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Inverse Functions and their intersection points

Say you have \(f(x) \) and \(g(x)\) and \(g(x) = f^{-1}(x) \).

I observed that these two curves need not intersect, for example with \(f(x) = e^x\) and \(g(x) = \ln x \) never intersecting each other.

I also observed that a function can either have one, two, or three intersections with its inverse, but I was unable to find a function which has more than 3 intersection points with its inverse.

How would I prove or disprove the hypothesis that an elementary function and its intersection can only have up to 3 intersection points? Any counterexamples are appreciated!

Note by Oli Hohman
1 year, 3 months ago

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Consider \(f(x) = x\).

Note that \(g(x) = f^{-1}(x) = x = f(x)\).

So, there are infinitely many intersections!

Deeparaj Bhat - 1 year, 3 months ago

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Good solution. I am aware of the infinite intersections solution, but does anyone have any functions which have 4 or more intersections with their inverse (but not an infinite number of intersections)?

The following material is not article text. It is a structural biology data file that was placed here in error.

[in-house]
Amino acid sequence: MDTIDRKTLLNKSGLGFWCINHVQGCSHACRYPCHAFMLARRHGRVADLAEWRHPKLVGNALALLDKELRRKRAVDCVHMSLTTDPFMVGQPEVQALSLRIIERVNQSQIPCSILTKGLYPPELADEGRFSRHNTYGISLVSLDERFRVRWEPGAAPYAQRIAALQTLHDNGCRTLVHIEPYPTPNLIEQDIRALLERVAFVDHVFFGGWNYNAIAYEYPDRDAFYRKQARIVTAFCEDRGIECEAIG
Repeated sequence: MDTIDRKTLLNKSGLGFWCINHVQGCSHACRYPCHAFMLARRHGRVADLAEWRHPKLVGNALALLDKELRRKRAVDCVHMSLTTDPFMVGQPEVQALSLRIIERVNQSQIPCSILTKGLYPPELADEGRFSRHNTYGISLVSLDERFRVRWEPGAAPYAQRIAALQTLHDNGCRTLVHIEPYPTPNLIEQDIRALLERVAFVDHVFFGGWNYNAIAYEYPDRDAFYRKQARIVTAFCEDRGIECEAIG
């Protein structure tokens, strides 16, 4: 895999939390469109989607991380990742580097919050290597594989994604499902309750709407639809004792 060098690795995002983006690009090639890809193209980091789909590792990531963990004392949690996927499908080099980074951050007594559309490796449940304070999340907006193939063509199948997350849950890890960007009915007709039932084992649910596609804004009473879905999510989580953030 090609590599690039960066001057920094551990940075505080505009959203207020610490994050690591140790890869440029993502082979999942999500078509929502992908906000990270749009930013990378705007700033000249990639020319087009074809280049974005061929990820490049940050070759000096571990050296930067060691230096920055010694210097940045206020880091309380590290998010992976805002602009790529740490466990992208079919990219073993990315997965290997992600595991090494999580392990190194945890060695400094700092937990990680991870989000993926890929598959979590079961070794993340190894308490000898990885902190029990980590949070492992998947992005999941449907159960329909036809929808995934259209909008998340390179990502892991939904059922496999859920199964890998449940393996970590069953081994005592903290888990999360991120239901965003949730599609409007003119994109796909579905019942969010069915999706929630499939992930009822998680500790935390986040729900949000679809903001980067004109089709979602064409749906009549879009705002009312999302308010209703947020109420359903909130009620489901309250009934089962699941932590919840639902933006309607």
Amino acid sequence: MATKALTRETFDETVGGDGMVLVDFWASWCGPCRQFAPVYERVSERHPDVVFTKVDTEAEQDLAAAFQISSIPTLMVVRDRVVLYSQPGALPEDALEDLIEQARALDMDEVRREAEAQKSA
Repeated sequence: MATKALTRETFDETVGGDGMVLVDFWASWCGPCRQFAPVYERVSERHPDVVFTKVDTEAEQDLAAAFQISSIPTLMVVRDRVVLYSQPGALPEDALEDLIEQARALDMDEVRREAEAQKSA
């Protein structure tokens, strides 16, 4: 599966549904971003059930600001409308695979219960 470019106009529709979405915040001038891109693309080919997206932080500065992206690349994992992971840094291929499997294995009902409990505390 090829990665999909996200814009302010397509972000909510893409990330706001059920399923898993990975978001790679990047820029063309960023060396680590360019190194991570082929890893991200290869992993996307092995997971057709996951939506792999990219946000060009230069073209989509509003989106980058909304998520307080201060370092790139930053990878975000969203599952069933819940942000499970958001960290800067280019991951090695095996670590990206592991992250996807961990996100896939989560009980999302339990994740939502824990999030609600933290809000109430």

Oli Hohman - 1 year, 3 months ago

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Consider, over any finite interval say \(X\), \(f(x) = x + \sin x\).

Over the interval \(X\) there are finitely many intersections. The exact number depends on \(X\) itself. But you can have any finite number of intersections.

Deeparaj Bhat - 1 year, 3 months ago

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At first, I was unsure of how to find the inverse of that function, so I decided to graph it to verify your claim and you're right!

http://www.wolframalpha.com/input/?i=find+inverse+of+f(x)+%3D+x%2Bsin(x)

Oli Hohman - 11 months, 4 weeks ago

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Nice solution

Ian Limarta - 1 year, 3 months ago

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